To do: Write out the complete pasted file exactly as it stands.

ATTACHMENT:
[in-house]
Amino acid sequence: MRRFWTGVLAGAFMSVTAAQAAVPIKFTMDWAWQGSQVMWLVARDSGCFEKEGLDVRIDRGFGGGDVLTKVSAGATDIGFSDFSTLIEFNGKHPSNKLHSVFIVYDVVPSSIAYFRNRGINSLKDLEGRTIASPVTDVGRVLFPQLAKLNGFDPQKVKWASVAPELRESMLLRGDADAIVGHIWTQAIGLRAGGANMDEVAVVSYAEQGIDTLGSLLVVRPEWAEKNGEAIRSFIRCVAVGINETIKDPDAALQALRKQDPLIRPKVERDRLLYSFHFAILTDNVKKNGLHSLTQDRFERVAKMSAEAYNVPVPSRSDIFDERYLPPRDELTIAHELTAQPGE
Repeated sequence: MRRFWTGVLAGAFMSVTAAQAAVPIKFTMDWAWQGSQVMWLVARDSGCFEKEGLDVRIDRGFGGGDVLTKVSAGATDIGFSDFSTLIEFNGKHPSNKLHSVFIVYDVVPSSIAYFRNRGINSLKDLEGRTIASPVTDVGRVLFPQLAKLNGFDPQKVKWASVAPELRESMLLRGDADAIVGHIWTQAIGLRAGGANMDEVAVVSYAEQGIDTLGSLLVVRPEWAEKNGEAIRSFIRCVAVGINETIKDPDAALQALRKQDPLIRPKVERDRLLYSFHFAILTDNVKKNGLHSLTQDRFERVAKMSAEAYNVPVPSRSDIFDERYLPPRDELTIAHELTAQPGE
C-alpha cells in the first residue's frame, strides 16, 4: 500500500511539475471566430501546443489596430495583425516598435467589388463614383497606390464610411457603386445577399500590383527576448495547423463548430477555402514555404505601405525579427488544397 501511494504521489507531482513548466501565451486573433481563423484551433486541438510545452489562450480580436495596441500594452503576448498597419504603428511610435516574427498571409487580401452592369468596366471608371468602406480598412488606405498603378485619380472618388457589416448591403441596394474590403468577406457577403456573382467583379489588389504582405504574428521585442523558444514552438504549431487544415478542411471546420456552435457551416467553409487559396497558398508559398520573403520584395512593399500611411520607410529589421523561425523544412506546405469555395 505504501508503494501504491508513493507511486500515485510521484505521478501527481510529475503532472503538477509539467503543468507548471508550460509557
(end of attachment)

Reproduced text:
[in-house]
Amino acid sequence: MRRFWTGVLAGAFMSVTAAQAAVPIKFTMDWAWQGSQVMWLVARDSGCFEKEGLDVRIDRGFGGGDVLTKVSAGATDIGFSDFSTLIEFNGKHPSNKLHSVFIVYDVVPSSIAYFRNRGINSLKDLEGRTIASPVTDVGRVLFPQLAKLNGFDPQKVKWASVAPELRESMLLRGDADAIVGHIWTQAIGLRAGGANMDEVAVVSYAEQGIDTLGSLLVVRPEWAEKNGEAIRSFIRCVAVGINETIKDPDAALQALRKQDPLIRPKVERDRLLYSFHFAILTDNVKKNGLHSLTQDRFERVAKMSAEAYNVPVPSRSDIFDERYLPPRDELTIAHELTAQPGE
Repeated sequence: MRRFWTGVLAGAFMSVTAAQAAVPIKFTMDWAWQGSQVMWLVARDSGCFEKEGLDVRIDRGFGGGDVLTKVSAGATDIGFSDFSTLIEFNGKHPSNKLHSVFIVYDVVPSSIAYFRNRGINSLKDLEGRTIASPVTDVGRVLFPQLAKLNGFDPQKVKWASVAPELRESMLLRGDADAIVGHIWTQAIGLRAGGANMDEVAVVSYAEQGIDTLGSLLVVRPEWAEKNGEAIRSFIRCVAVGINETIKDPDAALQALRKQDPLIRPKVERDRLLYSFHFAILTDNVKKNGLHSLTQDRFERVAKMSAEAYNVPVPSRSDIFDERYLPPRDELTIAHELTAQPGE
C-alpha cells in the first residue's frame, strides 16, 4: 500500500511539475471566430501546443489596430495583425516598435467589388463614383497606390464610411457603386445577399500590383527576448495547423463548430477555402514555404505601405525579427488544397 501511494504521489507531482513548466501565451486573433481563423484551433486541438510545452489562450480580436495596441500594452503576448498597419504603428511610435516574427498571409487580401452592369468596366471608371468602406480598412488606405498603378485619380472618388457589416448591403441596394474590403468577406457577403456573382467583379489588389504582405504574428521585442523558444514552438504549431487544415478542411471546420456552435457551416467553409487559396497558398508559398520573403520584395512593399500611411520607410529589421523561425523544412506546405469555395 505504501508503494501504491508513493507511486500515485510521484505521478501527481510529475503532472503538477509539467503543468507548471508550460509557